My photographic exploration “Walls of Lisbon – A visual essay” is published in: Visual Communication, 10:2, May 2011, pp 175-182.
Key Words: cityscape, flânerie, graffiti, communication, otherness, Lisbon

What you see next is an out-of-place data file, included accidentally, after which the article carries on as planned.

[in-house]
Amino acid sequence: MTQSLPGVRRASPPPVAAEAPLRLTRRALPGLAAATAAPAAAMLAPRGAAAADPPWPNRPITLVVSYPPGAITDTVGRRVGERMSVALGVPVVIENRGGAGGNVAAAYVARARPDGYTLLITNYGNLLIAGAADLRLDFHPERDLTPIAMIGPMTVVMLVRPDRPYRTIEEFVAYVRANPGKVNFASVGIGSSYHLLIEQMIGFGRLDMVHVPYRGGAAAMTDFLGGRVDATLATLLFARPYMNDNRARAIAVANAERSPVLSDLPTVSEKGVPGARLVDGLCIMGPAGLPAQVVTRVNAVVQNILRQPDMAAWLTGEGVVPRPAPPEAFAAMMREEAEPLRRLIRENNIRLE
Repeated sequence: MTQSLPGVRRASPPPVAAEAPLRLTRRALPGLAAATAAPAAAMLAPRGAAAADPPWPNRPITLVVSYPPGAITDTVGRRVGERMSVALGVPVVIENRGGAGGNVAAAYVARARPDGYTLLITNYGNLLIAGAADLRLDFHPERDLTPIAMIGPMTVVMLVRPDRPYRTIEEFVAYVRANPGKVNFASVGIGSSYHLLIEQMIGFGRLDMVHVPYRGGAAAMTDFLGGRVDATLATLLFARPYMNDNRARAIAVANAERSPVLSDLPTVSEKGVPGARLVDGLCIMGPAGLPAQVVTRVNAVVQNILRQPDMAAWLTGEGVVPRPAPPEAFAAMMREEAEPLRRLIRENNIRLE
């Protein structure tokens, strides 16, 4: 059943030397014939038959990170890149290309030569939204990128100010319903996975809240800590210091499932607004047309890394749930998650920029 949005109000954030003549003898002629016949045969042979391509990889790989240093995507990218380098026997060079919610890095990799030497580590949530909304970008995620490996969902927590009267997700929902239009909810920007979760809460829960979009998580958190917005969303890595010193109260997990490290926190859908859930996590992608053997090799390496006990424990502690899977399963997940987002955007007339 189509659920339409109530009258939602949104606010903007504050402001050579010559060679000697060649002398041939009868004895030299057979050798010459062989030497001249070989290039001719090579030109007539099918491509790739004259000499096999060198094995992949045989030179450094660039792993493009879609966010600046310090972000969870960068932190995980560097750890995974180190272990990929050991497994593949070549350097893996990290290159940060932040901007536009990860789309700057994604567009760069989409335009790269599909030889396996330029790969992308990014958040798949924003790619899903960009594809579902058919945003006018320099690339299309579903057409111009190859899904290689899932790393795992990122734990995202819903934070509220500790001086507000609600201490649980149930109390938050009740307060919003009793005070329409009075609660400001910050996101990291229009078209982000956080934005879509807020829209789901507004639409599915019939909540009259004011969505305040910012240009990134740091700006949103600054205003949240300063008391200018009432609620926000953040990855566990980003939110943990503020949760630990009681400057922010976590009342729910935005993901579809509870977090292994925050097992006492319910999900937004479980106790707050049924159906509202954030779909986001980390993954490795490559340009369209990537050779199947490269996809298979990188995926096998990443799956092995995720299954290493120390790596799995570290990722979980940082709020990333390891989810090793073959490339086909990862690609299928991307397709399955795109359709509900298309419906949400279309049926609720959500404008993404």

Being a stranger in a large city for a few days, one seeks to decipher messages conveyed by the cityscape, to contextualize novel images, to grasp at least something of the soul of the place. Walking around Lisbon, a Greek flâneuse records instances of the ever changing face of the city, attempting to understand a European “other” which preserves a proud individuality. The writings on Lisbon walls appear both familiar and uncanny at the same time. The visual language of graffitis has an international feel and makes one think: “I can understand this; this is just like home!” At the same time though, local connotations may not be interpreted by a foreigner, thus making the graffitis seem uncanny, like a language one does not speak or like a script that one has difficulty in deciphering. This mixture of familiarity with strangeness made me think of ideas of otherness within a narrow European context, where a shared identity is often taken for granted. The photos are cropped by the photographer/author in square shape – a reference to Portuguese ceramic tiles. Graffitis may be seen as modern tiles with designs that are not fixed: a different cropping of a photograph may lead to a slightly or much altered result. The visitor, by choosing to click on different views and then edit them by using simple computer tools, generates a unique collection of personalized “Lisbon tiles”, mementos of a visit and props for future thoughts.